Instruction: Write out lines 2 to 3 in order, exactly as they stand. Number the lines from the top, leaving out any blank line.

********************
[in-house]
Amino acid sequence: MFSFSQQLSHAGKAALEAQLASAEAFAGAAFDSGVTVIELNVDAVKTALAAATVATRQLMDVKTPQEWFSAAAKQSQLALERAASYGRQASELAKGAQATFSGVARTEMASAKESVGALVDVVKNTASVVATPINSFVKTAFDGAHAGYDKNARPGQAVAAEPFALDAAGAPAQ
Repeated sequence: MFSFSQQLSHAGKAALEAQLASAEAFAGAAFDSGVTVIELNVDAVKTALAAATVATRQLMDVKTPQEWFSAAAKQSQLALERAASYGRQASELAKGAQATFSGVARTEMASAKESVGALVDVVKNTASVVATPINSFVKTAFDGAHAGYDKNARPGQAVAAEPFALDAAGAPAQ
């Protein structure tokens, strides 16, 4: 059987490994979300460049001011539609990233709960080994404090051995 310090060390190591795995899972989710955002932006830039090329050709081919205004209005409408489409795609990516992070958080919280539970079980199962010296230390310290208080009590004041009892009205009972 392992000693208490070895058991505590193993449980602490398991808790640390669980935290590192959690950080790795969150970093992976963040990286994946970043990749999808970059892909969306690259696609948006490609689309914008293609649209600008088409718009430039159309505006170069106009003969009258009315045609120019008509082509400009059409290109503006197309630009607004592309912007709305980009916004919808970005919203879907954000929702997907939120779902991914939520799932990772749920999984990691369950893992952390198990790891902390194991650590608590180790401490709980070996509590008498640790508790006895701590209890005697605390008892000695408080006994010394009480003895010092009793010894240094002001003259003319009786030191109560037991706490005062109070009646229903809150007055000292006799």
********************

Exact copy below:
Amino acid sequence: MFSFSQQLSHAGKAALEAQLASAEAFAGAAFDSGVTVIELNVDAVKTALAAATVATRQLMDVKTPQEWFSAAAKQSQLALERAASYGRQASELAKGAQATFSGVARTEMASAKESVGALVDVVKNTASVVATPINSFVKTAFDGAHAGYDKNARPGQAVAAEPFALDAAGAPAQ
Repeated sequence: MFSFSQQLSHAGKAALEAQLASAEAFAGAAFDSGVTVIELNVDAVKTALAAATVATRQLMDVKTPQEWFSAAAKQSQLALERAASYGRQASELAKGAQATFSGVARTEMASAKESVGALVDVVKNTASVVATPINSFVKTAFDGAHAGYDKNARPGQAVAAEPFALDAAGAPAQ